Nutrition Articles

Herbs and Spices to ''Spark'' Your Food

Add Flavor Without Adding Calories

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Wake up your taste buds! Cooking with herbs and spices will enhance the flavor of healthy foods without adding fat, salt, sugar, or calories. Herbs and spices contribute bright color, savory taste and sensational aroma.

Tips for using herbs and spices:
  • Avoid overwhelming a dish with too many seasonings, and never use two very strong herbs together. Instead, season with one strong flavor, and one milder flavor to complement the food.
  • When cooking, add dried herbs early in the process, but use fresh herbs at the end for optimum flavor.
  • Add herbs and spices to cold dishes several hours before serving to allow the flavors to blend.
  • Fresh leaves should be chopped very finely. Exposing a greater number of surface cuts will allow the food to absorb more of the herb’s flavor.
  • When necessary, a mortar and pestle can be kept in the kitchen to powder dry herbs.
  • If doubling a recipe, you may not need to double the herbs. Use just 50% more.
  • Dry herbs and spices carry more flavor than fresh. Use this guide when following a recipe: ¼ teaspoon powder = ¾ teaspoon dried = 2 teaspoons fresh 
How to store herbs and spices: 
Proper storage is essential to retaining the flavor of herbs and spices.
  • Dried herbs and spices should be kept in a cool, dry, and dark place. Storing right next to the stove, although convenient for cooking, is not the best location, because heat, air, and bright light destroy flavor.
  • Store dry herbs and spices in tightly covered containers.
  • Date dry herbs and spices when you buy them. Try to use them within one year.
  • If you can’t smell the aroma of an herb when you rub it between your fingers, then it is time for a new supply.
  • Treat fresh herbs like a bouquet of flowers: Snip the stems, stand the herbs in a glass of water, and refrigerate.
  • To increase shelf life, freeze or dry fresh herbs. To freeze fresh herbs, wash and pat dry. Remove the leaves from the stems and store the leaves in a freezer bag. They can also be chopped and frozen in ice cube trays and then stored in a freezer bag.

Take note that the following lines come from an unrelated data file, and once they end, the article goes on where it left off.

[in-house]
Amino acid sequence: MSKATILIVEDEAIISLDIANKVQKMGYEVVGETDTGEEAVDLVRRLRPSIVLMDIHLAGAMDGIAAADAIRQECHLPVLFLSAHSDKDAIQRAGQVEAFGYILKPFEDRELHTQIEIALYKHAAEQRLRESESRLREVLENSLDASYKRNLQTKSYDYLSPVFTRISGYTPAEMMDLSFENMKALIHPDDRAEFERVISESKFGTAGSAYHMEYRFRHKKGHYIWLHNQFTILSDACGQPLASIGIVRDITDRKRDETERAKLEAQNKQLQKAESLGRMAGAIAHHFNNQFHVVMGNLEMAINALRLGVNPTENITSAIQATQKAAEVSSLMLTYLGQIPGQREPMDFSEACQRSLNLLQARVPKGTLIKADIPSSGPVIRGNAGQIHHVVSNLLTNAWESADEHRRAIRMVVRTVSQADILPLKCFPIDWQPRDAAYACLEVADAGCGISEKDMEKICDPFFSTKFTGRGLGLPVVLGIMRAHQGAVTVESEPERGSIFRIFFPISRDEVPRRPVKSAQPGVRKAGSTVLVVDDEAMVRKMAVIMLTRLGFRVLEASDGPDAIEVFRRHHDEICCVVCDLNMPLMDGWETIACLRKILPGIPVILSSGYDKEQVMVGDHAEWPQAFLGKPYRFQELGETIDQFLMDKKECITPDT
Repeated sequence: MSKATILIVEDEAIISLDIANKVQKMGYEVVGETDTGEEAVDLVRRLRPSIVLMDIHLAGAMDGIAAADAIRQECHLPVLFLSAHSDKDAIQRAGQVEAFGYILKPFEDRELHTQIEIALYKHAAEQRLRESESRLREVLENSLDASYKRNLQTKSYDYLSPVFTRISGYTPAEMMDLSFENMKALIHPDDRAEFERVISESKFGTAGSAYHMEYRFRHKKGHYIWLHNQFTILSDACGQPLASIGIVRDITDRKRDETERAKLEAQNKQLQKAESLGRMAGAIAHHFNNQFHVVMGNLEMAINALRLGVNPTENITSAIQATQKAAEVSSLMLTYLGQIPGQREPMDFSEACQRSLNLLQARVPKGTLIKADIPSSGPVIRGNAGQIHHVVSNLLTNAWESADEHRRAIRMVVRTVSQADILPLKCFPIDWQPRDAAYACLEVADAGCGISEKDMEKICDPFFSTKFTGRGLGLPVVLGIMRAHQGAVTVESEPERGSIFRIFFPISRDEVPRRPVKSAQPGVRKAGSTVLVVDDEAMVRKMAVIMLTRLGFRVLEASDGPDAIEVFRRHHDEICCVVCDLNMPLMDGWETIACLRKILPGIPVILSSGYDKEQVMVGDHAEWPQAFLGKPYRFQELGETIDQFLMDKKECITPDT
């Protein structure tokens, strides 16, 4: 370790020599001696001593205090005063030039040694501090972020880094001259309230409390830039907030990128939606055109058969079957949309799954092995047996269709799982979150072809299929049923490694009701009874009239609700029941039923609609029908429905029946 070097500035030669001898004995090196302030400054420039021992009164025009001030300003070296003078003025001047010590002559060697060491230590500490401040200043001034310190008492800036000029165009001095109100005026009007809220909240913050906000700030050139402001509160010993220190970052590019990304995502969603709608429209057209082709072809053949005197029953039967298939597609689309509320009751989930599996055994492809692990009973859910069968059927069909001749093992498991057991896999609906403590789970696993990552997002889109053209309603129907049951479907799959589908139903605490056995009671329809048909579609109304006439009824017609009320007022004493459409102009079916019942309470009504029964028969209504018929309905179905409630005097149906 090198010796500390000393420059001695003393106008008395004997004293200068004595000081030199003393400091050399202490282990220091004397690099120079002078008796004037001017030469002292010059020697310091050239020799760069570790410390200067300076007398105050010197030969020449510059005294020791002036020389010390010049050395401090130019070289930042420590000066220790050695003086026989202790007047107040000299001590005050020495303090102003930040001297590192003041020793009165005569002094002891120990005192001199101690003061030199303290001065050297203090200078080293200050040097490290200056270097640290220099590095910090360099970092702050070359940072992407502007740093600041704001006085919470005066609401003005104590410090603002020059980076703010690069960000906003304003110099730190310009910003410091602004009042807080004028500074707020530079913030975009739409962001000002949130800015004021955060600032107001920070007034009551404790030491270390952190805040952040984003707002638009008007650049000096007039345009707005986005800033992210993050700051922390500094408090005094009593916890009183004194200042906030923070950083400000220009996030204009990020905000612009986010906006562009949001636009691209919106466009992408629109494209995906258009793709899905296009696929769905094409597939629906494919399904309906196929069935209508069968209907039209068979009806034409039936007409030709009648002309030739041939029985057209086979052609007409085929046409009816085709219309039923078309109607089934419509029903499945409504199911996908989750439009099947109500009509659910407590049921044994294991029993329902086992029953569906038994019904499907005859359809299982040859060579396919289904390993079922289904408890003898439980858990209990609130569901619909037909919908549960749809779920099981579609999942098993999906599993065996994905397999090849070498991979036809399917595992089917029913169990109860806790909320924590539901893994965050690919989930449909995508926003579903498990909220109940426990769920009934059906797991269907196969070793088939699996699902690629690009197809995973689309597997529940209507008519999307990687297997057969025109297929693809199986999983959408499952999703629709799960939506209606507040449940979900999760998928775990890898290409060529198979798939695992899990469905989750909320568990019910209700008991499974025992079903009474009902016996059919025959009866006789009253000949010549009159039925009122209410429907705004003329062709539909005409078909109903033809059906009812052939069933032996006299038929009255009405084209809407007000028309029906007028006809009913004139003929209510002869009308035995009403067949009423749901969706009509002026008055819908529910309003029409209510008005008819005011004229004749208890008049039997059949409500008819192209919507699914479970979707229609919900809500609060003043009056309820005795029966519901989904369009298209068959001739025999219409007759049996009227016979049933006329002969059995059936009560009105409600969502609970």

Guide to using Herbs and Spices
Herb or Spice
Use to Enhance
Basil Italian foods (especially tomatoes, pasta, chicken, fish and shellfish)
Bay leaf Bean or meat stews and soups
Caraway Cooked vegetables such as beets, cabbage, carrots, potatoes, turnips and winter squash
Chervil French cuisine, fish, shellfish, chicken, peas, green beans, tomatoes and salad greens
Chili powder Bean or meat stews and soups
Chives Sauces, soups, baked potatoes, salads, omelets, pasta, seafood and meat
Cilantro Mexican, Latin American and Asian cuisine; Rice, beans, fish, shellfish, poultry, vegetables, salsas and salads
Cumin Curried vegetables, poultry, fish and beans
Curry Indian or southeast Asian cuisine; Lamb or meat-based dishes and soups
Dill (fresh) Seafood, chicken, yogurt, cucumbers, green beans, tomatoes, potatoes and beets
Dill (seeds) Rice and fish dishes
Ginger (dried) Rick, chicken and marinades
Mace Baked goods, fruit dishes, carrots, broccoli, brussels sprouts and cauliflower
Marjoram Tomato-based dishes, fish, meat, poultry, eggs and vegetables
Oregano Italian and Greek cuisine; Meat and poultry dishes
Paprika Spanish dishes, potatoes, soups, stews, baked fish and salad dressings
Rosemary Mushrooms, roasted potatoes, stuffing, ripe melon, poultry and meats (especially grilled)
Sage Poultry stuffing, chicken, duck, pork, eggplant, and bean stews and soups
Tarragon Chicken, veal, fish, shellfish, eggs, salad dressings, tomatoes, mushrooms and carrots
Thyme Fish, shellfish, poultry, tomatoes, beans, eggplant, mushrooms, potatoes, and summer squash
Tumeric Indian cuisine; Adds color and taste to potatoes and light-colored vegetables


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Member Comments